Apple Gala

Tales of other places and times weave inside my body and burst into air.

There is just the dream of an idea,

and then silver shows on the tips of my fingers.

I am a tree growing by water,

lashing storms, dancing with them.

Rains come and shimmer down my cheeks and chest.

Clouds pass.

I dry in the sun.

Flourishes blanch and curl and expand.

Sage buds fall and are nipped by the scissors of birds,

birds who know when the small song has been sung.

New sprouts are born in the empty spaces of forgotten leaflet pairs

and lend a tart style to my breath, a cool fragrance.

I sleep and I sleep and I sleep

until the days grow long and the midnight is a blue midnight,

watched over by a nearby star.

When day breaks, I break.

Slits in tender places running up and down my arms divide,

spangling me like pox.

Flowers burst.

White flowers, heavier than leaf bundles,

droop and summon wings.

My beauty dandles the fickle interests of birds

and charms the sensual hearts of pollinators.

Spiny legs—legs of soldiers,

skittering blackly everywhere in the service of royalty,

tap the throats of my first blooms.

Open flowers—white palms of hands with scented wrists,

slope into tongues that drip nectar.

King blooms light my day.

Full plates of petals want more water

than I, a mortal, may carry.

They grow faint and fade and fall.

My feet are snowcapped with sleeping ballerinas.

Some merry war it must have been to shake so many

pirouetting dainties off my boughs.

The snow turns brown for want of sap and rain.

Long arms waste.

Elegant necks fold.

Flowing skirts shrivel and are turned into earth

by a lower cast, a worker hoard

that serves no queen, but worships the belly.

Stars pass, and every night I watch them go.

The sun draws loops on heaven,

one loop and then a loop and a loop,

each stitch a fractal of the wing of a bee.

I grow drowsy beneath the mesh.

Day upon day of heavy dreaming

and night after night of lengthening watches draw.

I am roused from tedium by the color green.

Green!

It is everywhere!

I look my body over and wonder how I got so tall,

and who dressed me?

I am splendid.

Seduction drips down my fingertips

and swells from my slender stomach.

I had thought myself full

when I bore the heavy load of blossoms,

but no. Oh no.

This is aged youth.

This, my peak and shine.

I wait.

In glorious patience, I hold still.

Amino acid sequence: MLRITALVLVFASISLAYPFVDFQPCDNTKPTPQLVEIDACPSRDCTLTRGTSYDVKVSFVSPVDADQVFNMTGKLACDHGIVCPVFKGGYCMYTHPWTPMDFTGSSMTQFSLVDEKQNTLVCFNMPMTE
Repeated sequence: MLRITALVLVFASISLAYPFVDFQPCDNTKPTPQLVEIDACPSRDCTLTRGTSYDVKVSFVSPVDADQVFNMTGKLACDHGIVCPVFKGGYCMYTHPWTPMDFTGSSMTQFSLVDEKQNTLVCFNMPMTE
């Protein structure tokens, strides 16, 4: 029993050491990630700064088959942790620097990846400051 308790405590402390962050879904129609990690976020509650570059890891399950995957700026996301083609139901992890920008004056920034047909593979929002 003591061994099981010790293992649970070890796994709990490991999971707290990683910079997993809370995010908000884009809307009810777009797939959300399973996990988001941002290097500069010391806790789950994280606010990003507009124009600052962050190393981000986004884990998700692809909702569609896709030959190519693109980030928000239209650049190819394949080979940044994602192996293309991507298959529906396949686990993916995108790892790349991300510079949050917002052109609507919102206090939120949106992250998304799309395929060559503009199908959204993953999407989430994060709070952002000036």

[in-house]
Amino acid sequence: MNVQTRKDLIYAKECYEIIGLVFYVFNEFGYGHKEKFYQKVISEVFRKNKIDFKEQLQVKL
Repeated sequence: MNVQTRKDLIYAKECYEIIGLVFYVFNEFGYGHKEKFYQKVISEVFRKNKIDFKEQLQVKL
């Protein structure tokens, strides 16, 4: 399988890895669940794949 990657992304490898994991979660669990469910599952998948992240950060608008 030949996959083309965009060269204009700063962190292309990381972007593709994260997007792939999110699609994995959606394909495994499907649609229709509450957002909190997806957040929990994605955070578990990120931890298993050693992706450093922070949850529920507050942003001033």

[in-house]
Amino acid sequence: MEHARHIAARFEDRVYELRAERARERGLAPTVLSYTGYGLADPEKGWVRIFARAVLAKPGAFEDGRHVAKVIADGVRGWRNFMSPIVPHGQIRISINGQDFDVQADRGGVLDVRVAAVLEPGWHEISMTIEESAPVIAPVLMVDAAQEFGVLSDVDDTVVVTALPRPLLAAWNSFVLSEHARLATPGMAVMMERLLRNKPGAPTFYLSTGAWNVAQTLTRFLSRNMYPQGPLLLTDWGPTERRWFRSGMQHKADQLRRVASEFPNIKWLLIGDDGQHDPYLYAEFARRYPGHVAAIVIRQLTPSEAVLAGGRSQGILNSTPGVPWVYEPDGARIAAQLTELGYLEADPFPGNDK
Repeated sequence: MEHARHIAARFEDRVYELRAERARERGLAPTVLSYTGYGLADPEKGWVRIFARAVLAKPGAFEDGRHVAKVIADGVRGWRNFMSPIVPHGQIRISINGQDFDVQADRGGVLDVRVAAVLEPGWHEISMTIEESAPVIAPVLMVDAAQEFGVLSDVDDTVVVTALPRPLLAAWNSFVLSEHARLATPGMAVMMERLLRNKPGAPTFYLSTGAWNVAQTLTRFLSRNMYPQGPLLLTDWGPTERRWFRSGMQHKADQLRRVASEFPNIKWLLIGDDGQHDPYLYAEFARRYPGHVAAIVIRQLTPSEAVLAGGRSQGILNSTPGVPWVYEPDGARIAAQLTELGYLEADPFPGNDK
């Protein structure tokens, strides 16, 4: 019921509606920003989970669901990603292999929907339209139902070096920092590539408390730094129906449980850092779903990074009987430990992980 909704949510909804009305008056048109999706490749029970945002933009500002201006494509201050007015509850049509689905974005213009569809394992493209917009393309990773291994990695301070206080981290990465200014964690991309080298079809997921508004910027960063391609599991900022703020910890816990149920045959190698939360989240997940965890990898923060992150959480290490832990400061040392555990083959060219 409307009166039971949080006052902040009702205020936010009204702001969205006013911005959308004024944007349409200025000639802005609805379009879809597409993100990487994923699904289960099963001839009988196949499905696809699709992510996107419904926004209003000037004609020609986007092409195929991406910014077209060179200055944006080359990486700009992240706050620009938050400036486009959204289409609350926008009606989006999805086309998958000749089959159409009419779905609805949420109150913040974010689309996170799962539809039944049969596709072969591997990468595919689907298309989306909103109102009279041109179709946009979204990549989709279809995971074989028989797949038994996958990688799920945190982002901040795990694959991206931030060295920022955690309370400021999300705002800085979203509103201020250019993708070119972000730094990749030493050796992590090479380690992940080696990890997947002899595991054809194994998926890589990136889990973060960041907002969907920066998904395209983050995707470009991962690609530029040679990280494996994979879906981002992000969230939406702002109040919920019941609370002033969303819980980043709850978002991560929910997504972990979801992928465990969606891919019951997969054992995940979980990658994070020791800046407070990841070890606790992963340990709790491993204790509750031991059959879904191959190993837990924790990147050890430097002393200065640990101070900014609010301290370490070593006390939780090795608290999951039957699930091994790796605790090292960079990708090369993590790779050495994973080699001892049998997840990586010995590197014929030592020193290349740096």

The little dimplets, from whence clusters formed, ache.

Places where the flowers clung to me shiver.

I swell.

Everything thickens with sweet water.

Small and green ideas appear in my palms

and move with me as I thump the clouds and rave with wind.

Oblong impressions of thoughts

shift into bold promises.

They round.

They deepen.

Pale skin that used to be my body, now lent,

wrinkles as it stretches over knotted husks.

The sun and the rain litter us with gifts.

Waxwings shush air on my body and every body—

small ovums,

pieces of myself, and yet removed.

My strength wanes.

I cannot hold this weight and heat.

I let go my grip on all the tiny faces –

sweet cheeked, round and rich.

Beasts come and eat my children.

The seeds inside their souls, memories of me,

are carried on wing and water to new heights.

There, everywhere, I, legion,

lay curled in topsoil and leaf litter

until the second coming of the rains.

© Tricia D. Wagner

Bio:  Her fiction pieces have appeared in the following literary journals: Word of Art 3D, The Write City Magazine, Escarp, Chicago Newa, Voices, and Midwest Review. She has placed four times in the last four years in the University of Wisconsin Writers’ Institute First Page Contest for Mainstream/Literary Fiction, and she has won the Conference essay contest.  In addition to writing, she serves as the Director of Adult Education – English as a Second Language Programs at Rock Valley College, in Rockford, Illinois. She is a member of the Society for Children’s Book Writers and Illustrators and the Chicago Writers Association.